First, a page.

Past vs. Passed

What is the difference?

Past and passed are two commonly confused words in the English language. When do you use each one?

Click Here for Step-by-Step Rules, Stories and Exercises to Practice All English Tenses

Click Here to get the English Short Stories Book and Workbook

Although they are spelled differently, past and passed are pronounced exactly the same way. But their meanings are very different!

In fact, they are not even the same part of speech. Let's look at some examples and explanations so that you understand how to use each one correctly.


Past is a noun that means a time that came before the present.

Anything that happened before this very moment, happened in the past!

You've seen this word before because you've studied the simple past and other past tenses.


  • Everyone is a product of their past. We are all influenced by our experiences.
       - The things that happened before the present have an effect on us.
  • It's very interesting to find out about a friend's past. What was their life like before you knew them?
        - It's interesting to learn about what a friend experienced before now.
  • Kelly hates history class. She thinks the past is boring. She wants to know about the future!

    - Kelly isn't interested in learning about what happened a long time ago.
  • In the past, ancient civilizations like the Egyptians wrote their history in hieroglyphics, or symbolic pictures.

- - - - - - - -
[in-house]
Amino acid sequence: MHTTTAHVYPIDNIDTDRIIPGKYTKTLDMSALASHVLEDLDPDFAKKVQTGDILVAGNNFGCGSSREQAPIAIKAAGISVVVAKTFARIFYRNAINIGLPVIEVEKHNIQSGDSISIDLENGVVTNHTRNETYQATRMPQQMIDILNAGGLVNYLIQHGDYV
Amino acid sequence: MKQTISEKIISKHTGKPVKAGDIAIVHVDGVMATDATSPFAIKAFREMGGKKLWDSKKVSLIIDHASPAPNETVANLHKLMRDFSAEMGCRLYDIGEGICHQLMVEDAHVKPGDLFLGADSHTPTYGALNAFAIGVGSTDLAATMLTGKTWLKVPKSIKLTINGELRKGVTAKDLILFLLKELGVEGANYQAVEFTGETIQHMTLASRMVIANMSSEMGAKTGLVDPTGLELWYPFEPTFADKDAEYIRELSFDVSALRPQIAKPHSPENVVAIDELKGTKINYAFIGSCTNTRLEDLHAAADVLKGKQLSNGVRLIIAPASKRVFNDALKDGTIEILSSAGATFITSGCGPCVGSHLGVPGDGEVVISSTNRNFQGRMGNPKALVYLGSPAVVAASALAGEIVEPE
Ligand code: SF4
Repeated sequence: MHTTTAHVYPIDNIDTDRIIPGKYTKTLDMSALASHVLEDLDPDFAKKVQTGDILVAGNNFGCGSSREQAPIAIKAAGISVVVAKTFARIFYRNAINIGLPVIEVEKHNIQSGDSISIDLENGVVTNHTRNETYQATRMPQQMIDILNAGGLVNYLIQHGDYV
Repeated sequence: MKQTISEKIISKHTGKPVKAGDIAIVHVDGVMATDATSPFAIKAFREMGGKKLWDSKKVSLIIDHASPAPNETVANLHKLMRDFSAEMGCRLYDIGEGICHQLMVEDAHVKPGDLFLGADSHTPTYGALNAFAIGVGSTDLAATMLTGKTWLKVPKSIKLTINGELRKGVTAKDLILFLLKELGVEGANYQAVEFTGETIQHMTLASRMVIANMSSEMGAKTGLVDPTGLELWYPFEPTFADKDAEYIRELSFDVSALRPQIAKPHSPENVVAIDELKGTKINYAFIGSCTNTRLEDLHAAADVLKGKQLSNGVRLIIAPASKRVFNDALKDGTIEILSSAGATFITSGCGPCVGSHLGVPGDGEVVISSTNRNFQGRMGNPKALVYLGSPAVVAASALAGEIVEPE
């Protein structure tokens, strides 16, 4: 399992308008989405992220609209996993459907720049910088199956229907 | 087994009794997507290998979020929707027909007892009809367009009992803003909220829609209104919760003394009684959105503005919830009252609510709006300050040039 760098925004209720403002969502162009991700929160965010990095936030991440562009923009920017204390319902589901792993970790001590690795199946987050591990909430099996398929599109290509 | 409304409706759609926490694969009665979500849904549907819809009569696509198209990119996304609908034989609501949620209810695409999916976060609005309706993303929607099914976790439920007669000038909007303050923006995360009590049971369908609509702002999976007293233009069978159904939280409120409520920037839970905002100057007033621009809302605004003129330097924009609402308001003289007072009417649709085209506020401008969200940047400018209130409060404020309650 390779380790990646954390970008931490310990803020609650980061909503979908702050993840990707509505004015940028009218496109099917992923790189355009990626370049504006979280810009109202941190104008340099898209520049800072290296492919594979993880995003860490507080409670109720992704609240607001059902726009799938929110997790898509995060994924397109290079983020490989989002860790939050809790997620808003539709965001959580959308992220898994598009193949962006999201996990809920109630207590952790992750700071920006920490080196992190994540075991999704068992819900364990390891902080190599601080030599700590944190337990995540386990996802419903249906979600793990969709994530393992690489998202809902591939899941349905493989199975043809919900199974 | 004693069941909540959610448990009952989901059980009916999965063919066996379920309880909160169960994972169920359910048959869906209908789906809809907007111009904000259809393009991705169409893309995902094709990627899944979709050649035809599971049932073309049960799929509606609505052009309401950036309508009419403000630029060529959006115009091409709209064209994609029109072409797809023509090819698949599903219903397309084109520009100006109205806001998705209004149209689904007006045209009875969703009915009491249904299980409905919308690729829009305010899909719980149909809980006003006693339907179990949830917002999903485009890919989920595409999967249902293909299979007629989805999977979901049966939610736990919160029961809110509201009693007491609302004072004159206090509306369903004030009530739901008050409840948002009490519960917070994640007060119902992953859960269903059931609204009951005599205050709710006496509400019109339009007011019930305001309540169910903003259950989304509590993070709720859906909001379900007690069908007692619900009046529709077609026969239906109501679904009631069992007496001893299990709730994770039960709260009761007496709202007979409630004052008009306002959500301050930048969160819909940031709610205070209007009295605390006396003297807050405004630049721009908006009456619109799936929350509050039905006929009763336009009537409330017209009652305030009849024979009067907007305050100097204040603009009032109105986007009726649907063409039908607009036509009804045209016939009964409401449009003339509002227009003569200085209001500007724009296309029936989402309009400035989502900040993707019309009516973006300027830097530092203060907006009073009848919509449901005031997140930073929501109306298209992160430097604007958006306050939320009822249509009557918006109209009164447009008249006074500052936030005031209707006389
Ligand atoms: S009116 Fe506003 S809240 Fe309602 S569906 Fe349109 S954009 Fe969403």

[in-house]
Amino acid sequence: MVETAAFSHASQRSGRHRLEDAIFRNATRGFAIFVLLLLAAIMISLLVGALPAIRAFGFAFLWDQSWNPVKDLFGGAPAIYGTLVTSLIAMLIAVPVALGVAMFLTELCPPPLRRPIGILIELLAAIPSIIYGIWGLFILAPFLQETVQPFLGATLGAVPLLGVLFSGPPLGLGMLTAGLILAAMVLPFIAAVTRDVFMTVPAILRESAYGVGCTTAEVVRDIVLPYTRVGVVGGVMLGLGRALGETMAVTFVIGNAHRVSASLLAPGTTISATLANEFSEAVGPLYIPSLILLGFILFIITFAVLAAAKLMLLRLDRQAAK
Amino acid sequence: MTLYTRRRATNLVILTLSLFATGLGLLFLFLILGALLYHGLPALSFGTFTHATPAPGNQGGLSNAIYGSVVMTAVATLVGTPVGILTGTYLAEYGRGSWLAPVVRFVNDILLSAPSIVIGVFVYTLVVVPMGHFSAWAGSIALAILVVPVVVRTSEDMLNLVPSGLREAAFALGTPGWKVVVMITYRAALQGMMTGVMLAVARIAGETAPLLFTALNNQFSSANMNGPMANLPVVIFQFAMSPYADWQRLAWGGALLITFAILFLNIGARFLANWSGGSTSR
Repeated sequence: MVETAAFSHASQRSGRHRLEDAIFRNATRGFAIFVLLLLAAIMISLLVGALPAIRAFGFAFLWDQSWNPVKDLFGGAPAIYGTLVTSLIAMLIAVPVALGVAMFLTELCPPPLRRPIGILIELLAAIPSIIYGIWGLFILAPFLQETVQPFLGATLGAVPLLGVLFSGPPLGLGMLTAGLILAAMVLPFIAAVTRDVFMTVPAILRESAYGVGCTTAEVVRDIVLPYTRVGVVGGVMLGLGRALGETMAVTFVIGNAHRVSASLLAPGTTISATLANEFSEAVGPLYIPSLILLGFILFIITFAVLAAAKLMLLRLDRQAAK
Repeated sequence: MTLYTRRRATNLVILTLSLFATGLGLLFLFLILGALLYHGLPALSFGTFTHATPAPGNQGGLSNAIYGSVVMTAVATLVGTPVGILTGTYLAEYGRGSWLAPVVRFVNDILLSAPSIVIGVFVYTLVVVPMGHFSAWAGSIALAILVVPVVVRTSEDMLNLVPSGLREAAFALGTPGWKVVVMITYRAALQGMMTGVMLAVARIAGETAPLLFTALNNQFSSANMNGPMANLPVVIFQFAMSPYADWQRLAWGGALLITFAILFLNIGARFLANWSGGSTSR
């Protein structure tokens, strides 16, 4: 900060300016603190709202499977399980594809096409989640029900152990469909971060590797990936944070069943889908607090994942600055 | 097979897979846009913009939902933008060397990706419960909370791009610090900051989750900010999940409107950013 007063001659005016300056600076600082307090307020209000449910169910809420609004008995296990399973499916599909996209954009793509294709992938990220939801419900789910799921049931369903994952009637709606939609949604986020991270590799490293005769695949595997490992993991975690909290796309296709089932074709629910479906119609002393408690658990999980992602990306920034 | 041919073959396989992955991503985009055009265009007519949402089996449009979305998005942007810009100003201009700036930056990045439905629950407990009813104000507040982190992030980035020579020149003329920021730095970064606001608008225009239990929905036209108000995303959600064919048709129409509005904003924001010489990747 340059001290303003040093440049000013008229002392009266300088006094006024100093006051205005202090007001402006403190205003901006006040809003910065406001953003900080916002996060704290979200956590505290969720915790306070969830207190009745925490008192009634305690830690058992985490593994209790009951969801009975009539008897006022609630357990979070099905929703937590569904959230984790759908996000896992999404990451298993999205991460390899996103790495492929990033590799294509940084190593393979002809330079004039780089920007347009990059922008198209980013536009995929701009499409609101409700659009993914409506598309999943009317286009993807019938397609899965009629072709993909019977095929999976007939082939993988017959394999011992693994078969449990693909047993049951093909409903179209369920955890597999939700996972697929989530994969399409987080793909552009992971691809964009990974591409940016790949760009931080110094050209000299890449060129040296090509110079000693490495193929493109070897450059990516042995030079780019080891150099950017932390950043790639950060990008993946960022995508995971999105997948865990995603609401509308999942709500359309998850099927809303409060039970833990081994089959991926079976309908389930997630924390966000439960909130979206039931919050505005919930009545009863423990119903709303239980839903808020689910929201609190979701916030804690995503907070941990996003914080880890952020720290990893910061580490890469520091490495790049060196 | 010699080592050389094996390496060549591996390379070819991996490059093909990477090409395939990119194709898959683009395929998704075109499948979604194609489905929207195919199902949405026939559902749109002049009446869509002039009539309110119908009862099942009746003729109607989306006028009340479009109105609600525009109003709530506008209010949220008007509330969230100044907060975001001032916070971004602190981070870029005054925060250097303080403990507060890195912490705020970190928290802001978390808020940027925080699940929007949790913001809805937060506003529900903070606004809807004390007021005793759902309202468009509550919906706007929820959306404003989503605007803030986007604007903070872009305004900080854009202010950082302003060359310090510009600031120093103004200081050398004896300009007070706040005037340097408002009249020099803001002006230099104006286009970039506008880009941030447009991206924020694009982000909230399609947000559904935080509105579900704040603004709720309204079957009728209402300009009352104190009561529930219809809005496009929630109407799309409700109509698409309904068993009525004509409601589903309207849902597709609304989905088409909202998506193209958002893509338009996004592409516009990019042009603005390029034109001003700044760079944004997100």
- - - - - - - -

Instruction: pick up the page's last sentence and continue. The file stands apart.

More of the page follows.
- A long time ago, ancient cultures wrote differently.



Passed is a form of the verb "pass". It is the simple past, because this verb is regular.

"Pass" means to go by (for an object like a car, or for time).

It is also the past participle of the verb "pass". We use this in the present perfect and the passive voice, for example.

Did you ever feel like time passed slowly when you were waiting in the doctor's office?
time passed slowly

  • The orange race car has passed the green one, and it is now in the lead!
        - The orange car is going very fast, and it went by the green one.
  • Two years passed before they finally found her missing earring!
        - Two years went by before they found it.
  • Time passed so quickly while I was on vacation. It was amazing!
        - Time seemed to go by very fast during my vacation.
  • As she passed the desk, Mindy saw that there was still a lot of work to finish!

    - As she walked by the desk, she saw that there was a lot of work left.

a lot of work left

More Tips

Remember that past is a noun. It talks about all time before the present.

Passed, on the other hand, is a form of the verb "pass". We use it in verb tenses like the past simple or the present perfect. It means "go by" and can talk about objects, people, or time.

Even though these two words are used and spelled differently, they are pronounced the same. But now that you've seen these examples, you won't be confused!

That's all there is to it!

That's all there is to it!

These were the differences between past and passed. Now that you understand, it's time to practice! Get our ESL Books.

Get Vocabulary, Grammar and Teaching Tips, Site Updates and Special Offers Directly to Your Mailbox

Join now and get a special bonus:

First 2 chapters of the English Short Stories Book and Workbook.

Are you a teacher or a student?

* We respect your email privacy and you can unsubscribe at any time.